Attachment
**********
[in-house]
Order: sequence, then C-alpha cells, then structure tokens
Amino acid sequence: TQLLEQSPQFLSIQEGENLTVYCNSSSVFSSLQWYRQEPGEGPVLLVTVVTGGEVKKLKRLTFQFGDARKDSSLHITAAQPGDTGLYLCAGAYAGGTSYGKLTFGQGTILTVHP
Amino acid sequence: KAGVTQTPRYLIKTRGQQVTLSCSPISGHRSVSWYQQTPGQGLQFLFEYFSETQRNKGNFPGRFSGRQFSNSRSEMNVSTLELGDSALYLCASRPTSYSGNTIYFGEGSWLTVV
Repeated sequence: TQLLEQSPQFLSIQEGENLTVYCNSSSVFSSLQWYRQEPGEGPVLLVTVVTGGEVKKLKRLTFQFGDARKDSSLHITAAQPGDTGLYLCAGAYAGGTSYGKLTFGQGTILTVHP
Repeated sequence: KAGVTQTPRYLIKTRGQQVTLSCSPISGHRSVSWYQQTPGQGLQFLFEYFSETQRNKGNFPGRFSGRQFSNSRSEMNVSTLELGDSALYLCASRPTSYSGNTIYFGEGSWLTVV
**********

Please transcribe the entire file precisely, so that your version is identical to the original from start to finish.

[in-house]
Order: sequence, then C-alpha cells, then structure tokens
Amino acid sequence: TQLLEQSPQFLSIQEGENLTVYCNSSSVFSSLQWYRQEPGEGPVLLVTVVTGGEVKKLKRLTFQFGDARKDSSLHITAAQPGDTGLYLCAGAYAGGTSYGKLTFGQGTILTVHP
Amino acid sequence: KAGVTQTPRYLIKTRGQQVTLSCSPISGHRSVSWYQQTPGQGLQFLFEYFSETQRNKGNFPGRFSGRQFSNSRSEMNVSTLELGDSALYLCASRPTSYSGNTIYFGEGSWLTVV
Repeated sequence: TQLLEQSPQFLSIQEGENLTVYCNSSSVFSSLQWYRQEPGEGPVLLVTVVTGGEVKKLKRLTFQFGDARKDSSLHITAAQPGDTGLYLCAGAYAGGTSYGKLTFGQGTILTVHP
Repeated sequence: KAGVTQTPRYLIKTRGQQVTLSCSPISGHRSVSWYQQTPGQGLQFLFEYFSETQRNKGNFPGRFSGRQFSNSRSEMNVSTLELGDSALYLCASRPTSYSGNTIYFGEGSWLTVV